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Infantile Spasms (6925)

Infantile Spasms (6925) - Clinical Hub, Patient Education, Health and Nutrition Facts For You, Pediatrics, Parenting

6925





Infantile Spasms


Infantile spasm is a type of seizure seen in
an epilepsy syndrome during the infant and
early childhood years. This syndrome is
known as West Syndrome. An EEG is done
to confirm the diagnosis and will show a
chaotic brain wave pattern, hypsarrythmia.

The spasms can begin in the first year of
life, between 3 and 12 months of age.
Although, in most children, spasms stop by
age 2 – 3 years, about half of children will
begin to have other types of seizures. These
can occur before, or at the time the spasms
start.

What are the spasms?

They are clusters (or groups) of brief
seizures that consist of a sudden bending
forward of the body either at the waist or
neck. This is followed by the legs being
stiff or the jerking forward of both the arms
and legs. These spasms are sometimes
called “jackknife seizures”. Some spasms
consist of arching of the body torso. Each
spasm can be brief (between 1 and 5
seconds) but can occur in clusters of 2 – 100
spasms at a time. It is common for the baby
to cry out after a spasm or be crabby
between spasms and when they stop.
Spasms occur more often when the child is
drowsy and falling asleep or upon waking
from sleep. They rarely occur during sleep.
Spasms may occur many times per day.
Sometimes spasms are confused with colic,
but the cramps of colic do not occur in
clusters.


What causes the spasms?

It is a rare form of epilepsy that affects only
one baby out of three thousand. In about
20%of the cases, the cause is not known and
the baby develops in a normal way.

In the other cases, there are many reasons
that could cause this type of epilepsy:

ξ Brain malformations
ξ Brain injuries or infections
ξ Chromosome abnormalities
ξ Metabolic disorders
ξ Syndromes like tuberous sclerosis
that involve the brain, skin, and heart

What tests will be done?

 An EEG or video EEG will be done
to confirm the diagnosis. EEG will
be done again some weeks later to
see if the treatment is helping.
 MRI scan of the brain
 Blood tests for metabolic disorders

What is the treatment?

The treatments for infantile spasms include
steroids by mouth, hormone shots (ACTH),
or medicines used to control other types of
seizures.

ACTH is often used as the first treatment. It
is a hormone made by the pituitary gland. It
tells the adrenal glands to make and release
more cortisol, which acts much like a
steroid. It is more helpful than a steroid, but

it must be given as a shot, once daily for the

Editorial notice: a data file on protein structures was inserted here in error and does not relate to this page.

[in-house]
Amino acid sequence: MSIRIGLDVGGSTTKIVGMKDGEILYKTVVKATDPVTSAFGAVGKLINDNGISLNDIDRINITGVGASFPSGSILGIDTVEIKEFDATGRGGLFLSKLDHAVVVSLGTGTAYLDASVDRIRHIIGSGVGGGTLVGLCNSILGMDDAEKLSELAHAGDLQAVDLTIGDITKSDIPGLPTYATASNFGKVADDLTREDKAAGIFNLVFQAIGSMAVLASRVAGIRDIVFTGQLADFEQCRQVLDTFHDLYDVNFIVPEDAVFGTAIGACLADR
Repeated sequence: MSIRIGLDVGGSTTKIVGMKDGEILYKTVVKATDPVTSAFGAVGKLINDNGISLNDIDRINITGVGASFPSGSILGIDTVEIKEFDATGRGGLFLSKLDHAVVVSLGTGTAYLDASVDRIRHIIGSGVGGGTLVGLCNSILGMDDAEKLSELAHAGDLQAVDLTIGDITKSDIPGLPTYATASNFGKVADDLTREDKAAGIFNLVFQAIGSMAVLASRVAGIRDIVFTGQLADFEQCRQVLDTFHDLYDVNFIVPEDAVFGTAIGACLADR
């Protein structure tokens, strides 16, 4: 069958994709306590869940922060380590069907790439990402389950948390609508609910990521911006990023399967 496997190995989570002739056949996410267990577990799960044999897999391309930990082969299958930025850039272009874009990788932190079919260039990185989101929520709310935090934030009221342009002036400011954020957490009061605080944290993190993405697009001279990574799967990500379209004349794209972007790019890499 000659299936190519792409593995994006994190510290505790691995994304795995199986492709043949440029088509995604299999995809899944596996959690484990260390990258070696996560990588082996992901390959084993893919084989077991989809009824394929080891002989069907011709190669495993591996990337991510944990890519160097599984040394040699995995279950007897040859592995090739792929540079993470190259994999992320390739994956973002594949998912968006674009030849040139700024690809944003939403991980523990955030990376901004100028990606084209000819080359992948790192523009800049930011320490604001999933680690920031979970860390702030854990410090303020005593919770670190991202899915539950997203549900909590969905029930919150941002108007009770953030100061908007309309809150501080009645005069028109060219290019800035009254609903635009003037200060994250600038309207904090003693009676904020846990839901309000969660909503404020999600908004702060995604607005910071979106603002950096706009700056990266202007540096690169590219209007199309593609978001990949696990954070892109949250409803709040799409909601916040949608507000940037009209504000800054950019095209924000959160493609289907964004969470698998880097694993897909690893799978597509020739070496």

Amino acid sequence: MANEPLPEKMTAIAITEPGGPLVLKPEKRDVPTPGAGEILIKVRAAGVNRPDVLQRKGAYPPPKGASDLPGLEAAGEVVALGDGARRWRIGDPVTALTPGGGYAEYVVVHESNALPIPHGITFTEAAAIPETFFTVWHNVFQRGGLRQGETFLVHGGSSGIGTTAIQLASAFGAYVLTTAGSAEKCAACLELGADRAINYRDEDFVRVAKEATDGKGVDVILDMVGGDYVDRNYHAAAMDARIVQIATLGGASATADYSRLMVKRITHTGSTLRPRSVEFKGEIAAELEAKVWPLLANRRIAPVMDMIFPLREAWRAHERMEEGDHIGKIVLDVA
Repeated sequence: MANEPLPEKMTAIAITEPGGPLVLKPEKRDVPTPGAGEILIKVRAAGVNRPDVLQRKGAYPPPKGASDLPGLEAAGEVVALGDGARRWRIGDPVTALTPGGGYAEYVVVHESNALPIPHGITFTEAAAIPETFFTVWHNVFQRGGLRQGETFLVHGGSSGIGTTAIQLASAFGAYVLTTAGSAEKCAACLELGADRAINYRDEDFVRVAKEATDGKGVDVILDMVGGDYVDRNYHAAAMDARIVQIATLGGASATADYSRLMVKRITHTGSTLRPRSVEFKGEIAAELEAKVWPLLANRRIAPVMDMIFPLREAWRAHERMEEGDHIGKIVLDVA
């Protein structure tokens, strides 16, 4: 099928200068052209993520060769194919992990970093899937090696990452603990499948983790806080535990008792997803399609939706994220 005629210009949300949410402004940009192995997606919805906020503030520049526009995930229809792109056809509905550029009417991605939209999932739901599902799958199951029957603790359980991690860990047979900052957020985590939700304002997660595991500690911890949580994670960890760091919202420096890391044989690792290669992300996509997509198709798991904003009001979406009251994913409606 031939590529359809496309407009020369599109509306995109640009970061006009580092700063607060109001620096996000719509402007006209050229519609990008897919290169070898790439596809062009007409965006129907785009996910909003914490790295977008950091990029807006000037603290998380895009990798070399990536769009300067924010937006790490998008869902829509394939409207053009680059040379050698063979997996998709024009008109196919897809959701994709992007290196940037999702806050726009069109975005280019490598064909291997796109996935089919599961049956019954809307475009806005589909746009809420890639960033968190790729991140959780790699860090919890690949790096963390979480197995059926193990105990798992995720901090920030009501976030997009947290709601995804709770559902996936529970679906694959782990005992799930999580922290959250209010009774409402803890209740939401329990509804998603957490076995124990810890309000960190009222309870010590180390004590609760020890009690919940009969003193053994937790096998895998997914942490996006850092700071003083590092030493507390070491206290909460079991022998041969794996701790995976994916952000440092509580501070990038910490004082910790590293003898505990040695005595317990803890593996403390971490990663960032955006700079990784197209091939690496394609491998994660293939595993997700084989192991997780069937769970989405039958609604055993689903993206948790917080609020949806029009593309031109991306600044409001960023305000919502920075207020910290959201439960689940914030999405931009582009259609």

first few weeks, then slowly tapered until it
is stopped.

Steroids and ACTH have side effects but
can be safely managed:

 Crabby
 Increased appetite
 High blood pressure
 Kidney problems
 Increased risk of infection
 Increased risk for bleeding in the
stomach
 Puffiness from extra fluid. This can
make the face look fuller
 High glucose level in the blood

Some children will need seizure medicine
such as Vigabatrin®, Depakote® or
Topamax® along with the steroids.







What is the prognosis?

The future course of the disorder and the
child’s development depend on the cause of
the seizures. Even with treatment of the
spasms, most children will have delays in
speech and motor skills. Many go on to
have other forms of epilepsy. When a child
has developed in a normal way before the
onset of the spasms, there is a better chance
of
 stopping the seizures with medicine.
 normal or mildly delayed speech and
motor skills and learning.

Many doctors feel that the quicker the
seizures are treated and controlled, the better
the results will be. Children who are not
treated often have frequent spasms for many
years.

Some children may later have autism or a
syndrome called Lennox-Gastaut.

Web site

www.efa.org



















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have any questions. If this information was not given to you as part of your care, please check with your doctor. This
is not medical advice. This is not to be used for diagnosis or treatment of any medical condition. Because each
person’s health needs are different, you should talk with your doctor or others on your health care team when using
this information. If you have an emergency, please call 911. Copyright ©9/2016. University of Wisconsin Hospitals
and Clinics Authority. All rights reserved. Produced by the Department of Nursing. HF#6925.